18. The process of claim 14, wherein the fermenting comprises conditions which maintain a glucose concentration in the aqueous composition of less than 2 weight percent after 10 hours of saccharification and fermentation.
Description
CROSS REFERENCE TO RELATED APPLICATIONS

The present application claims benefit of Provisional Application No. 60/725,465, filed on Oct. 10, 2005, and incorporates by reference in their entirety that application and U.S. patent application Ser. Nos. 11/077,969, filed Mar. 10, 2005 and abandoned Mar. 16, 2007, and 10/798,226, filed Mar. 10, 2004 and abandoned Mar. 9, 2007.

FIELD OF THE INVENTION

The present invention relates to methods for producing high levels of alcohol during fermentation of plant material, and to the high alcohol beer produced. The method can include selecting plant material. Selecting can include excluding plant material that has been exposed to high temperatures or that has had high moisture content.

BACKGROUND OF THE INVENTION

Numerous conventional methods exist for converting plant material to ethanol. However, these methods suffer from numerous inefficiencies. There remains a need for additional more effective methods for converting plant material to ethanol and for producing improved fermentation products.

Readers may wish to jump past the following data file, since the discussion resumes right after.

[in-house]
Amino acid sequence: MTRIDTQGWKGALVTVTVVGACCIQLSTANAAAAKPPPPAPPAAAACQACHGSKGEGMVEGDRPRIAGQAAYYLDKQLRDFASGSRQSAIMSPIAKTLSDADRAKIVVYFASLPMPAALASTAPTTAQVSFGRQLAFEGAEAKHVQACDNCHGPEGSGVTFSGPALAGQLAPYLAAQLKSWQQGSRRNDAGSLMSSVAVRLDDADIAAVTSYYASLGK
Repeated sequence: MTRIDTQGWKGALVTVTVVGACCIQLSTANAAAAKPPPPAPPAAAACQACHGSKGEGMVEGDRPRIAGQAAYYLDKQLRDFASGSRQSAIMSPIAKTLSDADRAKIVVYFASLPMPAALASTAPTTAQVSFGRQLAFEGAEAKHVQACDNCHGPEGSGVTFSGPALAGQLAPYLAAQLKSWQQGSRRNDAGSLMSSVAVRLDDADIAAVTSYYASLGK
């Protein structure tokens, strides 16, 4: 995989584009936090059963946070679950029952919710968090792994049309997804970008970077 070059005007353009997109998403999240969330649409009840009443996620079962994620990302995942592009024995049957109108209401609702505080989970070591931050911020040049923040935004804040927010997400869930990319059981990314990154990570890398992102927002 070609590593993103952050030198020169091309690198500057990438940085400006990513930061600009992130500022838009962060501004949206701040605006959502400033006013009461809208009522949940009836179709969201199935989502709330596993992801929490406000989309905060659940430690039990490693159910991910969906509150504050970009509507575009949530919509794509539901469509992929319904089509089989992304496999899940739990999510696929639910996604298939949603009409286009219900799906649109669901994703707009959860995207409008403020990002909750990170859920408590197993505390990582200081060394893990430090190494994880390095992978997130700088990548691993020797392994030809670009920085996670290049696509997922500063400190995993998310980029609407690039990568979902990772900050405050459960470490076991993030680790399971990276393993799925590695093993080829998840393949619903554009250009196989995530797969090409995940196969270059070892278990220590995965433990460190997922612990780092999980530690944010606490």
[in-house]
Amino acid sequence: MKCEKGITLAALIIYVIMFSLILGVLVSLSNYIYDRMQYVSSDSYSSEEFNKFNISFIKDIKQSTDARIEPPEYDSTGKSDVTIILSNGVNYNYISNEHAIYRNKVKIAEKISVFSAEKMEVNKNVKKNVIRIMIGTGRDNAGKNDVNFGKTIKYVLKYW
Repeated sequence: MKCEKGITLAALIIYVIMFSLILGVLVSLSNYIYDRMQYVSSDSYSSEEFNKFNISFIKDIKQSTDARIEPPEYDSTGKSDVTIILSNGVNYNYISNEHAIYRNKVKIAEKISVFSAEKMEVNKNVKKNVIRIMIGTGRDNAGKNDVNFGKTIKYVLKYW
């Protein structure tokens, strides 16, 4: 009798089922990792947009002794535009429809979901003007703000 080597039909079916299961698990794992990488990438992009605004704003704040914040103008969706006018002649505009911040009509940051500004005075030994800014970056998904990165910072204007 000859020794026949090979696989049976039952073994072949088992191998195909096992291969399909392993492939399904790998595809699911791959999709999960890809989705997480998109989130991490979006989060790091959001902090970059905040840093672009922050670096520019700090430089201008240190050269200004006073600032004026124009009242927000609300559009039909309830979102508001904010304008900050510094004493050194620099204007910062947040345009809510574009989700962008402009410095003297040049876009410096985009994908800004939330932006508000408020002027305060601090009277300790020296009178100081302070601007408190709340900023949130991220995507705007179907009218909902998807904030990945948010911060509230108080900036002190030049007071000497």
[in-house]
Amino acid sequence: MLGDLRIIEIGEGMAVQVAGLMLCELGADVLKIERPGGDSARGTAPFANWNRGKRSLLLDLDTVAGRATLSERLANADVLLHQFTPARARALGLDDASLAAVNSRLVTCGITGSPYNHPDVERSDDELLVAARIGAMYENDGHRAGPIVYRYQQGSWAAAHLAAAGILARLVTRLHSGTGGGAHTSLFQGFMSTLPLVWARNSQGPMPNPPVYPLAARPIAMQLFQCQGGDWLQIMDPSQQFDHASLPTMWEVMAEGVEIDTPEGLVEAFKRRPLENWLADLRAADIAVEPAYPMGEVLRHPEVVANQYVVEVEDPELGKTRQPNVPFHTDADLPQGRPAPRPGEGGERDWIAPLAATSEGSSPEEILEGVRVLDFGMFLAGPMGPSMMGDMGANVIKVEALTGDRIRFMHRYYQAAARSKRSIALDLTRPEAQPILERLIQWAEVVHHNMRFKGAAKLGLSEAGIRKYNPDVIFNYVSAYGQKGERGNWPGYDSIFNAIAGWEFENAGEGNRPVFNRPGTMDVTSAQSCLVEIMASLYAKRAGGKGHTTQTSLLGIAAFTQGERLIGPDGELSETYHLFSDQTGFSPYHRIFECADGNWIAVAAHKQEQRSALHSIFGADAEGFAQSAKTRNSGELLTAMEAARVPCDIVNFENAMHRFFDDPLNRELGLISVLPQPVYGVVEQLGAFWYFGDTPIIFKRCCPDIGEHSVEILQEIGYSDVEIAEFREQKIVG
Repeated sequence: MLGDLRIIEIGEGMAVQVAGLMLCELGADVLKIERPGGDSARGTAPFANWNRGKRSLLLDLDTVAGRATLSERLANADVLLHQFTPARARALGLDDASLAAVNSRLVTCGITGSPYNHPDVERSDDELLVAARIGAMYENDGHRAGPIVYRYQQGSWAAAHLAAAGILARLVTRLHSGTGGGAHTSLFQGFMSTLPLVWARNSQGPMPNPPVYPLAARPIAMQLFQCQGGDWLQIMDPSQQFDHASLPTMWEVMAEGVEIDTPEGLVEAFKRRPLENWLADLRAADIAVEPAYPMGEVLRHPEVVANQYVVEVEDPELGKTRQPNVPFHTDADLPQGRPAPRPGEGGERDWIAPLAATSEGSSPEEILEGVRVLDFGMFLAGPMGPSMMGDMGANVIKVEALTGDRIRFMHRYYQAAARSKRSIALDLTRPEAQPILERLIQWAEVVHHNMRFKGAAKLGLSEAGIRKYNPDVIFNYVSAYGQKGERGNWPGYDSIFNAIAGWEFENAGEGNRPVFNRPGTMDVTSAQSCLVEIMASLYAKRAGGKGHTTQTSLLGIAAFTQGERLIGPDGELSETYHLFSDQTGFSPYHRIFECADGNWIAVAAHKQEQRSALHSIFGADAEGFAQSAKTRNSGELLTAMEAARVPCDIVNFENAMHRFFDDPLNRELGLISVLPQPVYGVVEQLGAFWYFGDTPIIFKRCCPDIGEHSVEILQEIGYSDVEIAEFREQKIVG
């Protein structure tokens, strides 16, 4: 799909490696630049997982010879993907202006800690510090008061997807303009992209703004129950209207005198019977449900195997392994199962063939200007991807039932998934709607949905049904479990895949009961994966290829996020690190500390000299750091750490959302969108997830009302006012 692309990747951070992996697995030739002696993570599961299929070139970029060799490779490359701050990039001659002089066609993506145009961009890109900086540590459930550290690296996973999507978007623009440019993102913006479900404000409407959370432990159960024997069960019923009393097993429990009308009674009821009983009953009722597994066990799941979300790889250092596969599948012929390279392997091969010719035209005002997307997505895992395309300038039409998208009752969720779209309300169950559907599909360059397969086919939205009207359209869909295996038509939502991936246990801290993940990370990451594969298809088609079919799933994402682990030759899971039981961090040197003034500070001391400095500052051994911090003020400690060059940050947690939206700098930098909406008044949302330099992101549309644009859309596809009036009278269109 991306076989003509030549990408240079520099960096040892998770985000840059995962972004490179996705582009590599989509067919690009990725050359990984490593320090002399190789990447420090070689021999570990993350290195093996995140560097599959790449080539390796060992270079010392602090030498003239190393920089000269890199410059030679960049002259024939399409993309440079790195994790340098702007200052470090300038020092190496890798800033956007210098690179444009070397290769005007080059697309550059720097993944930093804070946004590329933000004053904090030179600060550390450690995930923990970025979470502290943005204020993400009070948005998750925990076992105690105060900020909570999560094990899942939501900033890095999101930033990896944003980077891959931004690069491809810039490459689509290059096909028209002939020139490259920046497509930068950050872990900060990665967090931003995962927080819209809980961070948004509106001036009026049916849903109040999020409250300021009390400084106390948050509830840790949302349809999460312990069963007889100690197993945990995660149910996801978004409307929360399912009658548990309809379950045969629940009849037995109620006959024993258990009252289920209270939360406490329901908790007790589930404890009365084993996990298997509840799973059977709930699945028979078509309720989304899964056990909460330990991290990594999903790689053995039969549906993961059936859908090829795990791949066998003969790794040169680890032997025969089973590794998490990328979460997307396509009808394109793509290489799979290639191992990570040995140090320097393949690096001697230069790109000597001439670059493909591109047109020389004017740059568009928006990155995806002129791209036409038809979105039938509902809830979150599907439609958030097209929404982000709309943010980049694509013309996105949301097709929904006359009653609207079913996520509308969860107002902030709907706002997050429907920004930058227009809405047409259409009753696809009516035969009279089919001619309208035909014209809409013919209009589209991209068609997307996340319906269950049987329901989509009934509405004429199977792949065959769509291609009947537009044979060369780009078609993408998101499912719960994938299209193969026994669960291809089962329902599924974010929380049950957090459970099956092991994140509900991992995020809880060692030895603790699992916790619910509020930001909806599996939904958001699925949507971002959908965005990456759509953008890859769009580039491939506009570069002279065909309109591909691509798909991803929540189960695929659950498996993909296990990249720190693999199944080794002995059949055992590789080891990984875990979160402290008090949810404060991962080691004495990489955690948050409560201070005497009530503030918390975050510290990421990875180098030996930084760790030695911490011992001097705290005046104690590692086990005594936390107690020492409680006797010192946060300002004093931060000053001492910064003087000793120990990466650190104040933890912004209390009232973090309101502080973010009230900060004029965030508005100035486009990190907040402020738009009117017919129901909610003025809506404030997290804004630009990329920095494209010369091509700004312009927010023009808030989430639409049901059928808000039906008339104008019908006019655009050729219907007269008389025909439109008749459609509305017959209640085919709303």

SUMMARY OF THE INVENTION

The present invention relates to methods for producing high levels of alcohol during fermentation of plant material, and to the high alcohol beer produced. The method can include selecting plant material. Selecting can include excluding plant material that has been exposed to high temperatures or that has had high moisture content.

In an embodiment, the present invention relates to a process for producing ethanol from plant material. The method can include selecting plant material. Selecting plant material can include excluding plant material previously exposed to a temperature in excess of about 200° F. Selecting plant material can include excluding plant material of or that previously had moisture content in excess of 40%. This method includes fractionating the plant material; grinding the plant material (e.g., fractionated plant material) to produce ground plant material (e.g., fractionated plant material) including starch; saccharifying the starch, without cooking; fermenting the incubated starch; and recovering the ethanol from the fermentation. The present method can include varying the temperature during fermentation. The present method can include employing plant material (e.g., fractionated plant material) with a particle size such that more than 50% of the material fits though a sieve with a 0.5 mm mesh. The present method can yield a composition including at least 18 vol-% ethanol.